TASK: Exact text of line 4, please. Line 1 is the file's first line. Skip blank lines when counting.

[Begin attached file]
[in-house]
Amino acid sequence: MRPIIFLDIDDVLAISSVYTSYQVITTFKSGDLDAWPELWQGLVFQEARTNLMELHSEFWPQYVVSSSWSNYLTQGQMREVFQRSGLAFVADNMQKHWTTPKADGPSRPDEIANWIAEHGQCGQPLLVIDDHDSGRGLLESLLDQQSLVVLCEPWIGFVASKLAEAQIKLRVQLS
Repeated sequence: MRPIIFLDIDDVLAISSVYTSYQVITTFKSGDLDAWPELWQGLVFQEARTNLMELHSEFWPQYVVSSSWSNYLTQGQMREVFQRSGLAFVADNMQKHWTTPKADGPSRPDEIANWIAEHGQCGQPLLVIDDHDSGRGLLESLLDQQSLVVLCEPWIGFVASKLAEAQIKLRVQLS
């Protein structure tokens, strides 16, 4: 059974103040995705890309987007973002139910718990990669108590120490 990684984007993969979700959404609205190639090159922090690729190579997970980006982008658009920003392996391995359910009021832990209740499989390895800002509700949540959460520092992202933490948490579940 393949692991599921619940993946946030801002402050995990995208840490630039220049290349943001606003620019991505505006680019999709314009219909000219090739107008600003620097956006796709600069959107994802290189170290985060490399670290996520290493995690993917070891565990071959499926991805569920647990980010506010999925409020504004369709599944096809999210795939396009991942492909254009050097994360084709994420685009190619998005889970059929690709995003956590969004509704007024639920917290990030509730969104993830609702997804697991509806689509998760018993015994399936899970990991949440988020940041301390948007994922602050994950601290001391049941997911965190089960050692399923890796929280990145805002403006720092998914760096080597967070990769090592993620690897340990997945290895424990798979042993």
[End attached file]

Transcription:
């Protein structure tokens, strides 16, 4: 059974103040995705890309987007973002139910718990990669108590120490 990684984007993969979700959404609205190639090159922090690729190579997970980006982008658009920003392996391995359910009021832990209740499989390895800002509700949540959460520092992202933490948490579940 393949692991599921619940993946946030801002402050995990995208840490630039220049290349943001606003620019991505505006680019999709314009219909000219090739107008600003620097956006796709600069959107994802290189170290985060490399670290996520290493995690993917070891565990071959499926991805569920647990980010506010999925409020504004369709599944096809999210795939396009991942492909254009050097994360084709994420685009190619998005889970059929690709995003956590969004509704007024639920917290990030509730969104993830609702997804697991509806689509998760018993015994399936899970990991949440988020940041301390948007994922602050994950601290001391049941997911965190089960050692399923890796929280990145805002403006720092998914760096080597967070990769090592993620690897340990997945290895424990798979042993």